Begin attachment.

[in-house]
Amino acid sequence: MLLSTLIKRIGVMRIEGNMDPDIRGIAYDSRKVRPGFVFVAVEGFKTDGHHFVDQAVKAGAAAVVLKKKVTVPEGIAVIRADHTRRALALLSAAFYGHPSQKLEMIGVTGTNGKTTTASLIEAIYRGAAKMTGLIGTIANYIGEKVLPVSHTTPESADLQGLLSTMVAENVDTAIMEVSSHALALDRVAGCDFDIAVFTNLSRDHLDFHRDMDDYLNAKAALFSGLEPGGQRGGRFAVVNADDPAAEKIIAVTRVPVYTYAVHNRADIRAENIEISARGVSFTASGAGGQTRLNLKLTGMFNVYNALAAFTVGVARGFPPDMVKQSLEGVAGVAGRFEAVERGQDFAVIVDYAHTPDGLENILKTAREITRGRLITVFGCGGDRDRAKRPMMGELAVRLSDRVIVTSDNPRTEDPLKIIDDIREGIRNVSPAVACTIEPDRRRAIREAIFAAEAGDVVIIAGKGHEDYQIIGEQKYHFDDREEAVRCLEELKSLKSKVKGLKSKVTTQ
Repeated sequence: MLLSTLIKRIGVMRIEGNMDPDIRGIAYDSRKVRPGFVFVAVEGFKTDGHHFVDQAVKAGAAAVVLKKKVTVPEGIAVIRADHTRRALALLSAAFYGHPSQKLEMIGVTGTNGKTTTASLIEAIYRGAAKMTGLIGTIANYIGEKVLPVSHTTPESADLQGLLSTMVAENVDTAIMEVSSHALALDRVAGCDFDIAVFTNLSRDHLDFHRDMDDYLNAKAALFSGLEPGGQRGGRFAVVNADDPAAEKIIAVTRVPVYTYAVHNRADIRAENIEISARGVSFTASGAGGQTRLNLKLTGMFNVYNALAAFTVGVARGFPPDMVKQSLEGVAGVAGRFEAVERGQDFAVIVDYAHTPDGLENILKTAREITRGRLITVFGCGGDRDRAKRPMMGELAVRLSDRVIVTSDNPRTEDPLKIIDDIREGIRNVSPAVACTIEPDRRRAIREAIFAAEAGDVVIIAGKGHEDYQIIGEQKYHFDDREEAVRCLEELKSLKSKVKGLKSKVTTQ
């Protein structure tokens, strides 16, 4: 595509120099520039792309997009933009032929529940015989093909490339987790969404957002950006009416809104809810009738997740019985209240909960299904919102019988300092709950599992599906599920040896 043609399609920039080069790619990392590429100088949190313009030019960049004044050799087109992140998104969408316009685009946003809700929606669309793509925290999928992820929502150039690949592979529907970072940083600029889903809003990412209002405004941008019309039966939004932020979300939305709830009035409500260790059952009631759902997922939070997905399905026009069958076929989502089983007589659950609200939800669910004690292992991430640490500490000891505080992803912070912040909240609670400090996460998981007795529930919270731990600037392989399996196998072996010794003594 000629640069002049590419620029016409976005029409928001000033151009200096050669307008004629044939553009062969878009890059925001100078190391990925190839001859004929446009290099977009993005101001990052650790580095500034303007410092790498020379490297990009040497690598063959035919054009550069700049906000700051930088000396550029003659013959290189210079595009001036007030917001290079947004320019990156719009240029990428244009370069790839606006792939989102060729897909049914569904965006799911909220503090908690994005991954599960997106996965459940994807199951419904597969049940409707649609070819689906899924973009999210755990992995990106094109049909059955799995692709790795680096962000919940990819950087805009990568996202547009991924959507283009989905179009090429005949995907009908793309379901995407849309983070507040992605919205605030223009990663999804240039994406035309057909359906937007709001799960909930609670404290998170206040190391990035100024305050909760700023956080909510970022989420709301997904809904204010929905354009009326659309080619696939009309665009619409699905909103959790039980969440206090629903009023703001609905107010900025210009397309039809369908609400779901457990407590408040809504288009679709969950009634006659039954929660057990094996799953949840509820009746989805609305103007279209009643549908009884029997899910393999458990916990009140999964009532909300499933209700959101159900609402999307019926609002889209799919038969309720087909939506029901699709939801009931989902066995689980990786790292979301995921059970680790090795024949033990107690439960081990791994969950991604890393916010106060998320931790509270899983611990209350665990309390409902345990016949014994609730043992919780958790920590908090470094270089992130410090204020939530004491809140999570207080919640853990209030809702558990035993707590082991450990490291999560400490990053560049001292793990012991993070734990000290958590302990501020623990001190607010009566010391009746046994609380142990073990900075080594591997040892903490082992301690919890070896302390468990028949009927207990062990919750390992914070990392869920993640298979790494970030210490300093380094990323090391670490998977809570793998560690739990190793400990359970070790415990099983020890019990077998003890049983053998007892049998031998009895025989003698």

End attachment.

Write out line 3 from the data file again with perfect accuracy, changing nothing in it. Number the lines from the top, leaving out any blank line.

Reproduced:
Repeated sequence: MLLSTLIKRIGVMRIEGNMDPDIRGIAYDSRKVRPGFVFVAVEGFKTDGHHFVDQAVKAGAAAVVLKKKVTVPEGIAVIRADHTRRALALLSAAFYGHPSQKLEMIGVTGTNGKTTTASLIEAIYRGAAKMTGLIGTIANYIGEKVLPVSHTTPESADLQGLLSTMVAENVDTAIMEVSSHALALDRVAGCDFDIAVFTNLSRDHLDFHRDMDDYLNAKAALFSGLEPGGQRGGRFAVVNADDPAAEKIIAVTRVPVYTYAVHNRADIRAENIEISARGVSFTASGAGGQTRLNLKLTGMFNVYNALAAFTVGVARGFPPDMVKQSLEGVAGVAGRFEAVERGQDFAVIVDYAHTPDGLENILKTAREITRGRLITVFGCGGDRDRAKRPMMGELAVRLSDRVIVTSDNPRTEDPLKIIDDIREGIRNVSPAVACTIEPDRRRAIREAIFAAEAGDVVIIAGKGHEDYQIIGEQKYHFDDREEAVRCLEELKSLKSKVKGLKSKVTTQ